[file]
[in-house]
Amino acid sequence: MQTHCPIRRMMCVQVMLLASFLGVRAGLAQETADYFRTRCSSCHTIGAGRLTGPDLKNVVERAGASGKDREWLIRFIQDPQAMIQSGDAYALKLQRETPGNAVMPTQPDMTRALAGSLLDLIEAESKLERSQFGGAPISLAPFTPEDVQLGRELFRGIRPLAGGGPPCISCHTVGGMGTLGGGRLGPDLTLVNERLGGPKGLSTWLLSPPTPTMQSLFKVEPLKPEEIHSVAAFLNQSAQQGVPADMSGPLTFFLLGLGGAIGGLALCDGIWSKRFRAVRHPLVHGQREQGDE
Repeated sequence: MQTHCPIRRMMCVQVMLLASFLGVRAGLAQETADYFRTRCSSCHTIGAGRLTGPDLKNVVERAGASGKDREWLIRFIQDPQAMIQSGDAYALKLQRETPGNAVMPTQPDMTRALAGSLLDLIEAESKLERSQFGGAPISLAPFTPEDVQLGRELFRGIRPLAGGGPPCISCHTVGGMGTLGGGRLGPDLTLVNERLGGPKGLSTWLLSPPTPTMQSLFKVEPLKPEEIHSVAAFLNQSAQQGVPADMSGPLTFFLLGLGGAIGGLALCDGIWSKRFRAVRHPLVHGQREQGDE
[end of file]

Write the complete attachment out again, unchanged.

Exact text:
[in-house]
Amino acid sequence: MQTHCPIRRMMCVQVMLLASFLGVRAGLAQETADYFRTRCSSCHTIGAGRLTGPDLKNVVERAGASGKDREWLIRFIQDPQAMIQSGDAYALKLQRETPGNAVMPTQPDMTRALAGSLLDLIEAESKLERSQFGGAPISLAPFTPEDVQLGRELFRGIRPLAGGGPPCISCHTVGGMGTLGGGRLGPDLTLVNERLGGPKGLSTWLLSPPTPTMQSLFKVEPLKPEEIHSVAAFLNQSAQQGVPADMSGPLTFFLLGLGGAIGGLALCDGIWSKRFRAVRHPLVHGQREQGDE
Repeated sequence: MQTHCPIRRMMCVQVMLLASFLGVRAGLAQETADYFRTRCSSCHTIGAGRLTGPDLKNVVERAGASGKDREWLIRFIQDPQAMIQSGDAYALKLQRETPGNAVMPTQPDMTRALAGSLLDLIEAESKLERSQFGGAPISLAPFTPEDVQLGRELFRGIRPLAGGGPPCISCHTVGGMGTLGGGRLGPDLTLVNERLGGPKGLSTWLLSPPTPTMQSLFKVEPLKPEEIHSVAAFLNQSAQQGVPADMSGPLTFFLLGLGGAIGGLALCDGIWSKRFRAVRHPLVHGQREQGDE